Diagnosis of IBS

Irritable Bowel Syndrome falls under the category of Medically Unexplained Disorder or Disease (MUD). Also included in this category is Fibromyalgia Syndrome. Professor Carson at the Royal Edinburgh Hospital says MUD develops when the brain's control of the body becomes faulty.

There were no clear guidelines as to what symptoms or combination of symptoms lead to a diagnosis of IBS until the Manning Criteria was established in 1978.

The Manning Criteria: A patient has Irritable Bowel Syndrome if there is abdominal pain and at least two of the listed symptoms in the absence of any structural disease.

o Abdominal pain eased after defecation.

o More frequent bowel movement at onset of pain.

o Loose stools at onset of pain.

o Mucus with stools.

o Feeling of incomplete emptying.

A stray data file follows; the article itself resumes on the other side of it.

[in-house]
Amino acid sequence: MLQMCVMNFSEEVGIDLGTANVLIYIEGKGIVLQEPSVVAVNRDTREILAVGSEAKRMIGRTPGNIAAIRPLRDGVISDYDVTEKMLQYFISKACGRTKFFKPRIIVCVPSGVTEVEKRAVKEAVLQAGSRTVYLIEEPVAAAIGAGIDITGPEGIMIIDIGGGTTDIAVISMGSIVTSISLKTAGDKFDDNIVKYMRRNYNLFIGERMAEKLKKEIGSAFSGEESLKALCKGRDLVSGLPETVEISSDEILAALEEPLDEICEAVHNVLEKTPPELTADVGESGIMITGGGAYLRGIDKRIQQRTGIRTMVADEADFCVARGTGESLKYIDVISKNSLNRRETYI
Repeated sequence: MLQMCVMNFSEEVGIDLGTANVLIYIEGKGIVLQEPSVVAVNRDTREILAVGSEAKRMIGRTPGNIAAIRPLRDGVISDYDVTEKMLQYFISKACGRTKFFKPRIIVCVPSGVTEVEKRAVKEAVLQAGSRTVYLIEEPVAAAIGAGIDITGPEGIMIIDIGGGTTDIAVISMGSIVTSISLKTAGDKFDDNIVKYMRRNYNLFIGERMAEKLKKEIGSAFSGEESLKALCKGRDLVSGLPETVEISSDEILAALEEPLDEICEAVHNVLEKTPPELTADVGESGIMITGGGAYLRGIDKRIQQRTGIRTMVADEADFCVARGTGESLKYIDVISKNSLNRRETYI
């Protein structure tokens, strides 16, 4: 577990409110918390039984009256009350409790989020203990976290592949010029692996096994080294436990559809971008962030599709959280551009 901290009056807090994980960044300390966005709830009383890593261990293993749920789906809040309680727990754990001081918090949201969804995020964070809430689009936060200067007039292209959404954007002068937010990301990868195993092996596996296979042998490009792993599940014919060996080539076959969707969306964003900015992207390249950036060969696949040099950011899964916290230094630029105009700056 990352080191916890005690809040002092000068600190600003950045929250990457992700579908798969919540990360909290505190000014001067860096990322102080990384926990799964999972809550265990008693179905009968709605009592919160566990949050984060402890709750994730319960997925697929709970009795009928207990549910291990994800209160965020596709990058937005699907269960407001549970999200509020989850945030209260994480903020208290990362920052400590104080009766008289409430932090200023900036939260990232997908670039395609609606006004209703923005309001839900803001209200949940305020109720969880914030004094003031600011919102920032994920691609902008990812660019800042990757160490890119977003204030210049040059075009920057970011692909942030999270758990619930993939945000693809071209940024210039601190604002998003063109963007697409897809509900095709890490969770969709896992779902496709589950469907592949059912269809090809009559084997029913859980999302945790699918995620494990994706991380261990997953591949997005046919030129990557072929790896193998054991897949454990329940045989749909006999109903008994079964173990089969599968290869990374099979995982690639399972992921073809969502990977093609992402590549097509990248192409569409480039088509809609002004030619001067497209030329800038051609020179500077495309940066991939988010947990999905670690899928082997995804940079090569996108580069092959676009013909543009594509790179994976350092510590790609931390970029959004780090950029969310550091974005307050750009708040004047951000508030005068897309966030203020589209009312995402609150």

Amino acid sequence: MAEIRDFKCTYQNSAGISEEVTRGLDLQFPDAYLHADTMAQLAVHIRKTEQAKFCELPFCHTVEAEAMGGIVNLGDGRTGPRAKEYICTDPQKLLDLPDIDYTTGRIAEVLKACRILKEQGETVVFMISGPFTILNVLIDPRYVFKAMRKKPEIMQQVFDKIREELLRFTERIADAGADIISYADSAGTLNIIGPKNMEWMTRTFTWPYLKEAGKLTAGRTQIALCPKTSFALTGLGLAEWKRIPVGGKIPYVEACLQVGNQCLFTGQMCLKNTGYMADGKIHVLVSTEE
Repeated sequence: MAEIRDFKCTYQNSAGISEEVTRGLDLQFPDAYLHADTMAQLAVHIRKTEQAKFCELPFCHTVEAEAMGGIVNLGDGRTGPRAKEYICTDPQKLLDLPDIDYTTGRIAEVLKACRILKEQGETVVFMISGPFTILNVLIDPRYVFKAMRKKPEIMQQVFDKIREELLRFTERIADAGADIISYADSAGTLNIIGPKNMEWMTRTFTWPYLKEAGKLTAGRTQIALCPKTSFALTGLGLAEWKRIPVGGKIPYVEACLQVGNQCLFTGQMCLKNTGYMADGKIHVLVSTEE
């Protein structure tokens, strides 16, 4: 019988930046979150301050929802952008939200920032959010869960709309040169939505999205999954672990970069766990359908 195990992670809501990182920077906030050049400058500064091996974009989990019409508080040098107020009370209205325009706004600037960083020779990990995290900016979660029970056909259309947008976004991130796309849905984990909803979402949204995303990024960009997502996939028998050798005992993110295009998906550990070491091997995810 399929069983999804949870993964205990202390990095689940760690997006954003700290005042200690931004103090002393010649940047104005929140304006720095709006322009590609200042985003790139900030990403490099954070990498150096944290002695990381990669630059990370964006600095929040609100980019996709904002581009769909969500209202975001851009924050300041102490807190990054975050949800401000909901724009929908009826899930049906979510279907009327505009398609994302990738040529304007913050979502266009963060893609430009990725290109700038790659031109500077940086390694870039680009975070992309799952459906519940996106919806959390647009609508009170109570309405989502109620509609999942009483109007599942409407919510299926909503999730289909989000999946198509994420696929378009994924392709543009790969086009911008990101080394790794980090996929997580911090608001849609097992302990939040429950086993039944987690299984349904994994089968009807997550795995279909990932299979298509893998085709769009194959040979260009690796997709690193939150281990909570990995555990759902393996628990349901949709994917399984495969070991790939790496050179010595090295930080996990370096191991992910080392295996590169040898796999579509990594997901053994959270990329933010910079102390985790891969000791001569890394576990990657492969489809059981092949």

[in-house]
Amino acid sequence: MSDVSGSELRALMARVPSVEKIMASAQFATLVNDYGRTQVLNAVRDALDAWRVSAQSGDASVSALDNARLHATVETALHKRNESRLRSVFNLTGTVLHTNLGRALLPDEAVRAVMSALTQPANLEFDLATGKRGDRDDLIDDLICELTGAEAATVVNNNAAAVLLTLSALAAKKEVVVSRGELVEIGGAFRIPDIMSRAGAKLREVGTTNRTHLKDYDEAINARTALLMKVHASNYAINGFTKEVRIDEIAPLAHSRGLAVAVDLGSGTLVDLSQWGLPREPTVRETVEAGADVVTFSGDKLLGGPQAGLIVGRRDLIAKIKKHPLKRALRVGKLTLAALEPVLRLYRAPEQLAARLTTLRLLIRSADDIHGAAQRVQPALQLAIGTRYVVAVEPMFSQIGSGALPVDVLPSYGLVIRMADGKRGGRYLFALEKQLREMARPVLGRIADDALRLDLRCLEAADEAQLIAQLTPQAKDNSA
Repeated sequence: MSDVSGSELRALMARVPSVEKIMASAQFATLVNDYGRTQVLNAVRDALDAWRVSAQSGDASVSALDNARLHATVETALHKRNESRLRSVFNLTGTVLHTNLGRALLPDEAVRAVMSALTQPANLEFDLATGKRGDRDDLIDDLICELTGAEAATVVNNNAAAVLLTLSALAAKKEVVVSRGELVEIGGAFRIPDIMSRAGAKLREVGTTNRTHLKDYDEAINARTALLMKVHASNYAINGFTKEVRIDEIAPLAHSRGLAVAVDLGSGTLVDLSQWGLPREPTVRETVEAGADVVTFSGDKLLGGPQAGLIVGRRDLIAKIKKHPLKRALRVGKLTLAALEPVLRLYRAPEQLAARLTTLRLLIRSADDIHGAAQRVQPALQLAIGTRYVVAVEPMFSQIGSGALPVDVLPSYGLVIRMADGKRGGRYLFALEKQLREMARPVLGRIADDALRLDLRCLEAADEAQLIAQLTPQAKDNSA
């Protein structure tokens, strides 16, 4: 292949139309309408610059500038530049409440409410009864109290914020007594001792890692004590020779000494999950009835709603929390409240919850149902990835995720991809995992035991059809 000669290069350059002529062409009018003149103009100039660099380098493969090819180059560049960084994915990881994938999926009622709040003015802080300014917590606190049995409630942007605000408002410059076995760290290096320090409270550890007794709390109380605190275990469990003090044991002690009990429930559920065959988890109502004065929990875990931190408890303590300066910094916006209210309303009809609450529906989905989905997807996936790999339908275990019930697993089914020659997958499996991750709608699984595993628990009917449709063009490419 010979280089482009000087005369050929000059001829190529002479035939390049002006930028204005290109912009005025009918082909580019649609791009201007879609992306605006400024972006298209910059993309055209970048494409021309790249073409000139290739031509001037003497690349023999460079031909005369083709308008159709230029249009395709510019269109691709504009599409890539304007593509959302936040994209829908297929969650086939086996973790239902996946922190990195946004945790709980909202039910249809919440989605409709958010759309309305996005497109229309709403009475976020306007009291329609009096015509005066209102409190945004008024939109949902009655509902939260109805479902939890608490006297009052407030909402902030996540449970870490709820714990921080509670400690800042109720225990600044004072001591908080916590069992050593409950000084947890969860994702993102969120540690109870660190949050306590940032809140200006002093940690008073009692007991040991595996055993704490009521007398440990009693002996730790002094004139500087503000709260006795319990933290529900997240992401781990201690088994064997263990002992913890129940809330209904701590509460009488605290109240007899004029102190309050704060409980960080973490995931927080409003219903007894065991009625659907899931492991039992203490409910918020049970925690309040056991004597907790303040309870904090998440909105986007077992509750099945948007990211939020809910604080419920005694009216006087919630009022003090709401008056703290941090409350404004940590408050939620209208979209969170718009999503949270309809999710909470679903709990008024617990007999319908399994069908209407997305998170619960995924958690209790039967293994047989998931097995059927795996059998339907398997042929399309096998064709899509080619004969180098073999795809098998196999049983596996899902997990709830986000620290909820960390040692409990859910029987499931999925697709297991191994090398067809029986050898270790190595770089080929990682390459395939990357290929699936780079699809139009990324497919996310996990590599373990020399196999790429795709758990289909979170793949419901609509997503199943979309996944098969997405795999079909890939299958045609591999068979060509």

Manning et al. 1978.

Today doctors use the Rome 11 Criteria.

Rome 11 Criteria:
Irritable Bowel Syndrome is the diagnosis if there is abdominal pain or discomfort for a duration of 12 weeks or more in a year with two of the three features listed in the absence of structural or other explanation.

o Pain relief with defecation.

o Change in frequency of stools.

o Change in form of stools.

IBS is very likely if you have all three of the above.
Diarrhoea is when the bowels open three or more times a day. Constipation is when the bowels open three times or less in a week.

Patients who suspect they have Irritable Bowel Syndrome must see their doctor if they have any of the listed symptoms.

o Unexpected weight loss.

o Loss of appetite (anorexia).

o Bleeding from the rectum.

o Symptoms first appearing after the age of 50.

o If you have symptoms of IBS and you have a family history of colon cancer or polyp.

There is a higher incident of haemorrhoids (piles) in Irritable Bowel Syndrome and can cause bleeding from the rectum. Bleeding from the rectum is, however, a red flag symptom and can point to serious underlying disease. Check it out.

Dr.Phil Hariram.